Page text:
Use summary indexing for increased reporting efficiency
Use summary indexing to efficiently search on large volumes of statistical data. With summary indexing, you set up a frequently-running search that extracts the precise statistical information you want. Each time this search is run, its results are saved into a summary index that you designate. You can then run searches and reports on this significantly smaller (and thus seemingly "faster") summary index. And what's more, these reports will be statistically accurate because of the frequency of the index-populating search (for example, if you want to manually run searches that cover the past seven days, you might run them on a summary index that is updated on an hourly basis).
Summary indexing allows the cost of a computationally expensive report to be spread over time. In the example we've been discussing, the hourly search to populate the summary index with the previous hour's worth of data would take a fraction of a minute. Generating the complete report without the benefit of summary indexing would take approximately 168 (7 days * 24 hrs/day) times longer.
Perhaps an even more important advantage of summary indexing is its ability to amortize costs over different reports, as well as for the same report over a different but overlapping time range. The same summary data generated on a Tuesday can be used for a report of the previous 7 days done on the Wednesday, Thursday, or the following Monday. It could also be used for a monthly report that needed the average response size per day.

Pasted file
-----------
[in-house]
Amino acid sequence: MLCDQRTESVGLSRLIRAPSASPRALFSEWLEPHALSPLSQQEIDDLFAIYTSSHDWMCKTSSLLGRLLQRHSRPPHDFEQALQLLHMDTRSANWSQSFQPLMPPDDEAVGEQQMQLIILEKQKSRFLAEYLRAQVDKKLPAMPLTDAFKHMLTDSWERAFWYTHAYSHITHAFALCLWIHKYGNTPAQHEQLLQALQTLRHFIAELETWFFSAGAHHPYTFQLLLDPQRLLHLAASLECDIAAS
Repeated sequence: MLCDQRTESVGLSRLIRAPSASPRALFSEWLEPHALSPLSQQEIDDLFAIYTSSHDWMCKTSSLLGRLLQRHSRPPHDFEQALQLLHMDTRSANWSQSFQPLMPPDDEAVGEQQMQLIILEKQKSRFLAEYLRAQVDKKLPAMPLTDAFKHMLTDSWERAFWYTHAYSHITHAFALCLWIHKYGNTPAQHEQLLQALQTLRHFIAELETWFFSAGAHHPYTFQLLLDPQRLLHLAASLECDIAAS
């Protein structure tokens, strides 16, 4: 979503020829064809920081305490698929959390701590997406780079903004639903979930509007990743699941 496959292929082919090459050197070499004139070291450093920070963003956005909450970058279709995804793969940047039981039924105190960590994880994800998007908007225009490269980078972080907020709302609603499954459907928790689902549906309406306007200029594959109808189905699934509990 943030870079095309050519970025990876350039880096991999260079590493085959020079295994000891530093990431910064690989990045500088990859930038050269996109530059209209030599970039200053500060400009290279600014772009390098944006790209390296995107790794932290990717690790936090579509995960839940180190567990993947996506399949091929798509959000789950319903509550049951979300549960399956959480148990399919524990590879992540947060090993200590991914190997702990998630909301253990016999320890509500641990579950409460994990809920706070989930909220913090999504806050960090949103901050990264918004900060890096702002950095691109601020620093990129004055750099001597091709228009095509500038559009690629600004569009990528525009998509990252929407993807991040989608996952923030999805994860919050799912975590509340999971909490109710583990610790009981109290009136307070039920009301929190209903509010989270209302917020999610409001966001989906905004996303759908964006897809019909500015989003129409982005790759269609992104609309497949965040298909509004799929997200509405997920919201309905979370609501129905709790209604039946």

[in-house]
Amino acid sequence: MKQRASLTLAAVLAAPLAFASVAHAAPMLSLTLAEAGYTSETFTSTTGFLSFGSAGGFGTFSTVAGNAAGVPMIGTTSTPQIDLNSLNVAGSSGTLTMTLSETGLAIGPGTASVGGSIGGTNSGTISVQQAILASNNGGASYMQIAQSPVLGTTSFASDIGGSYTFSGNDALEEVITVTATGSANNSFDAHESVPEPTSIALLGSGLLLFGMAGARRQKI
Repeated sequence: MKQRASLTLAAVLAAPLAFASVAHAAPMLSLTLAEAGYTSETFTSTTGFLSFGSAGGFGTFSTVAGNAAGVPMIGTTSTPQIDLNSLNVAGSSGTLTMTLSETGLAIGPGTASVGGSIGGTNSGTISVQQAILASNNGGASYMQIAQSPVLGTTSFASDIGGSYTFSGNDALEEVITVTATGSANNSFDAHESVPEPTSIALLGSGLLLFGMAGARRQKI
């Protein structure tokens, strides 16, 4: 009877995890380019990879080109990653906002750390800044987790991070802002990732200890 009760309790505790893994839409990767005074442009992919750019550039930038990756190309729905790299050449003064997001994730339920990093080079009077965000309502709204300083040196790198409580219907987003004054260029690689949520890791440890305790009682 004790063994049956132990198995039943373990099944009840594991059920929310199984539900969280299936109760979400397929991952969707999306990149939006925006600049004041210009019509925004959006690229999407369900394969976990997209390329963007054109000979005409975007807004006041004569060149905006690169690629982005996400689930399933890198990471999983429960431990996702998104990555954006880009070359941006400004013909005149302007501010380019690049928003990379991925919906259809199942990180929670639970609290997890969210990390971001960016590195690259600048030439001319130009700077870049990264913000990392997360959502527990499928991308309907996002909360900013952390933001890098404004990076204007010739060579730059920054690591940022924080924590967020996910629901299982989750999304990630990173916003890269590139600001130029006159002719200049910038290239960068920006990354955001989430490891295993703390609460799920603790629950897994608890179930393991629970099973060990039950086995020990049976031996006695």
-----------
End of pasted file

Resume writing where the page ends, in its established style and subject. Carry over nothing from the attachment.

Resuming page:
Summary indexing volume is not counted against your license, even if you have multiple summary indexes.
All events in a summary index have stash as their default source type. If you use a command like collect to change their source type to anything other than stash, you will incur license usage charges for those events.
Summary indexing use cases
Example #1 - Run reports over long time ranges for large datasets more efficiently: You're using Splunk Enterprise at a company that indexes tens of millions of events--or more--per day. You want to set up a dashboard for your employees that, among other things, displays a report that shows the number of page views and visitors each of your Web sites had over the past 30 days, broken out by site.
You could run this report on your primary data volume, but its runtime would be quite long, because Splunk software has to sort through a huge number of events that are totally unrelated to web traffic in order to extract the desired data. But that's not all--the fact that the report is included in a popular dashboard means it'll be run frequently, and this could significantly extend its average runtime, leading to a lot of frustrated users.